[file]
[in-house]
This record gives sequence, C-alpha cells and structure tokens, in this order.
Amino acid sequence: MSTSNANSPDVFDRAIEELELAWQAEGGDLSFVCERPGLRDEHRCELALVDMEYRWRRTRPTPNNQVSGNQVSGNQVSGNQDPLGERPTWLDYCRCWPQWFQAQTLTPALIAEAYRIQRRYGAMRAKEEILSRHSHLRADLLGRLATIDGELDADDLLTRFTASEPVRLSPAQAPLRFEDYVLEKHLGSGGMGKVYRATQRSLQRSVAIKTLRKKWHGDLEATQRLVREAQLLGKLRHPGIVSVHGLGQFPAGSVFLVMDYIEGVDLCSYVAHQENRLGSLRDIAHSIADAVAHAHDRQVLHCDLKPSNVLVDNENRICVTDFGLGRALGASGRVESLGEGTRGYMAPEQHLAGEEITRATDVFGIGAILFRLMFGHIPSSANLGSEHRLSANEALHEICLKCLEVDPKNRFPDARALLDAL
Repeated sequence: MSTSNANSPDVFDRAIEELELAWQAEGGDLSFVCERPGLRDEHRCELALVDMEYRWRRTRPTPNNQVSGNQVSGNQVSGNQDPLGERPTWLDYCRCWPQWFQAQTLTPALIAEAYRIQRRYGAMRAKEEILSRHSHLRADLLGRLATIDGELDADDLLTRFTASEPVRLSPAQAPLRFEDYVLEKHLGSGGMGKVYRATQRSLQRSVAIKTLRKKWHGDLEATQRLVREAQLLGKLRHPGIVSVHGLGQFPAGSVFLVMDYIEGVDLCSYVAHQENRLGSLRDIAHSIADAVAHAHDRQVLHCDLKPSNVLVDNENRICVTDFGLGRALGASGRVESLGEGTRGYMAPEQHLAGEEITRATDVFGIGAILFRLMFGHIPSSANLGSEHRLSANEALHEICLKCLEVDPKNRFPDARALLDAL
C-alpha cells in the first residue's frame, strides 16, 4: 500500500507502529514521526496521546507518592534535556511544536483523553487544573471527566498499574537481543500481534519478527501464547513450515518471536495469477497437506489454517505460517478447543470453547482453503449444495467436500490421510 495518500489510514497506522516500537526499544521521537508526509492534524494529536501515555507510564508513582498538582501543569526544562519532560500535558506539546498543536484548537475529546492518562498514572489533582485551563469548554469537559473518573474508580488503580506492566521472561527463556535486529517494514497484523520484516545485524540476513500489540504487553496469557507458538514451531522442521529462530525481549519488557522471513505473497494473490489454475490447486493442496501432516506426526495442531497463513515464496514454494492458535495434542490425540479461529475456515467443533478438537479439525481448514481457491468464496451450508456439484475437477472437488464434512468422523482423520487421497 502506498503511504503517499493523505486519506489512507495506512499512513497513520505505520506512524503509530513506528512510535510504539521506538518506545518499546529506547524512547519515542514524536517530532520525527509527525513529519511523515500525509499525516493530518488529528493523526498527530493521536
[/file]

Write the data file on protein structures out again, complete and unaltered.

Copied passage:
[in-house]
This record gives sequence, C-alpha cells and structure tokens, in this order.
Amino acid sequence: MSTSNANSPDVFDRAIEELELAWQAEGGDLSFVCERPGLRDEHRCELALVDMEYRWRRTRPTPNNQVSGNQVSGNQVSGNQDPLGERPTWLDYCRCWPQWFQAQTLTPALIAEAYRIQRRYGAMRAKEEILSRHSHLRADLLGRLATIDGELDADDLLTRFTASEPVRLSPAQAPLRFEDYVLEKHLGSGGMGKVYRATQRSLQRSVAIKTLRKKWHGDLEATQRLVREAQLLGKLRHPGIVSVHGLGQFPAGSVFLVMDYIEGVDLCSYVAHQENRLGSLRDIAHSIADAVAHAHDRQVLHCDLKPSNVLVDNENRICVTDFGLGRALGASGRVESLGEGTRGYMAPEQHLAGEEITRATDVFGIGAILFRLMFGHIPSSANLGSEHRLSANEALHEICLKCLEVDPKNRFPDARALLDAL
Repeated sequence: MSTSNANSPDVFDRAIEELELAWQAEGGDLSFVCERPGLRDEHRCELALVDMEYRWRRTRPTPNNQVSGNQVSGNQVSGNQDPLGERPTWLDYCRCWPQWFQAQTLTPALIAEAYRIQRRYGAMRAKEEILSRHSHLRADLLGRLATIDGELDADDLLTRFTASEPVRLSPAQAPLRFEDYVLEKHLGSGGMGKVYRATQRSLQRSVAIKTLRKKWHGDLEATQRLVREAQLLGKLRHPGIVSVHGLGQFPAGSVFLVMDYIEGVDLCSYVAHQENRLGSLRDIAHSIADAVAHAHDRQVLHCDLKPSNVLVDNENRICVTDFGLGRALGASGRVESLGEGTRGYMAPEQHLAGEEITRATDVFGIGAILFRLMFGHIPSSANLGSEHRLSANEALHEICLKCLEVDPKNRFPDARALLDAL
C-alpha cells in the first residue's frame, strides 16, 4: 500500500507502529514521526496521546507518592534535556511544536483523553487544573471527566498499574537481543500481534519478527501464547513450515518471536495469477497437506489454517505460517478447543470453547482453503449444495467436500490421510 495518500489510514497506522516500537526499544521521537508526509492534524494529536501515555507510564508513582498538582501543569526544562519532560500535558506539546498543536484548537475529546492518562498514572489533582485551563469548554469537559473518573474508580488503580506492566521472561527463556535486529517494514497484523520484516545485524540476513500489540504487553496469557507458538514451531522442521529462530525481549519488557522471513505473497494473490489454475490447486493442496501432516506426526495442531497463513515464496514454494492458535495434542490425540479461529475456515467443533478438537479439525481448514481457491468464496451450508456439484475437477472437488464434512468422523482423520487421497 502506498503511504503517499493523505486519506489512507495506512499512513497513520505505520506512524503509530513506528512510535510504539521506538518506545518499546529506547524512547519515542514524536517530532520525527509527525513529519511523515500525509499525516493530518488529528493523526498527530493521536